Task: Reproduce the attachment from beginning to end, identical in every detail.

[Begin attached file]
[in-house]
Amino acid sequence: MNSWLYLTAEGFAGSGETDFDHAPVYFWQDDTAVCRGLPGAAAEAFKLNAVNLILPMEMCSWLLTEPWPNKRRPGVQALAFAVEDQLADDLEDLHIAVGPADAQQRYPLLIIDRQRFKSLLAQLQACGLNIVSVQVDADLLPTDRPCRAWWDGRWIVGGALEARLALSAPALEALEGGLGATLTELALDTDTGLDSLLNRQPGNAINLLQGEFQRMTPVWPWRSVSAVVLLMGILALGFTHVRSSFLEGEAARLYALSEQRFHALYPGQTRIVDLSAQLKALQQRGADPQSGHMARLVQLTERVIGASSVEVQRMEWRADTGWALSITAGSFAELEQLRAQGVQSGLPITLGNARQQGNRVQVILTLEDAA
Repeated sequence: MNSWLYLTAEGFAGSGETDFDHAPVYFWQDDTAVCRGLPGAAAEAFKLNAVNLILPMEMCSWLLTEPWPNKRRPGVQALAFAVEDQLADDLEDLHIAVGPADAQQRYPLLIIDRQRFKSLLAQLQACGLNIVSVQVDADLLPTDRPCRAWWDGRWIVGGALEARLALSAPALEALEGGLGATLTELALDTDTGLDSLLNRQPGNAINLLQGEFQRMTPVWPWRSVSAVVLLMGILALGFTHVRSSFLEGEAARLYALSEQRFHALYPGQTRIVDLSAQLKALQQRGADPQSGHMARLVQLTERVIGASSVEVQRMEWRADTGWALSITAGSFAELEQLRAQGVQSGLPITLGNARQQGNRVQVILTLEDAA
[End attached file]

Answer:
[in-house]
Amino acid sequence: MNSWLYLTAEGFAGSGETDFDHAPVYFWQDDTAVCRGLPGAAAEAFKLNAVNLILPMEMCSWLLTEPWPNKRRPGVQALAFAVEDQLADDLEDLHIAVGPADAQQRYPLLIIDRQRFKSLLAQLQACGLNIVSVQVDADLLPTDRPCRAWWDGRWIVGGALEARLALSAPALEALEGGLGATLTELALDTDTGLDSLLNRQPGNAINLLQGEFQRMTPVWPWRSVSAVVLLMGILALGFTHVRSSFLEGEAARLYALSEQRFHALYPGQTRIVDLSAQLKALQQRGADPQSGHMARLVQLTERVIGASSVEVQRMEWRADTGWALSITAGSFAELEQLRAQGVQSGLPITLGNARQQGNRVQVILTLEDAA
Repeated sequence: MNSWLYLTAEGFAGSGETDFDHAPVYFWQDDTAVCRGLPGAAAEAFKLNAVNLILPMEMCSWLLTEPWPNKRRPGVQALAFAVEDQLADDLEDLHIAVGPADAQQRYPLLIIDRQRFKSLLAQLQACGLNIVSVQVDADLLPTDRPCRAWWDGRWIVGGALEARLALSAPALEALEGGLGATLTELALDTDTGLDSLLNRQPGNAINLLQGEFQRMTPVWPWRSVSAVVLLMGILALGFTHVRSSFLEGEAARLYALSEQRFHALYPGQTRIVDLSAQLKALQQRGADPQSGHMARLVQLTERVIGASSVEVQRMEWRADTGWALSITAGSFAELEQLRAQGVQSGLPITLGNARQQGNRVQVILTLEDAA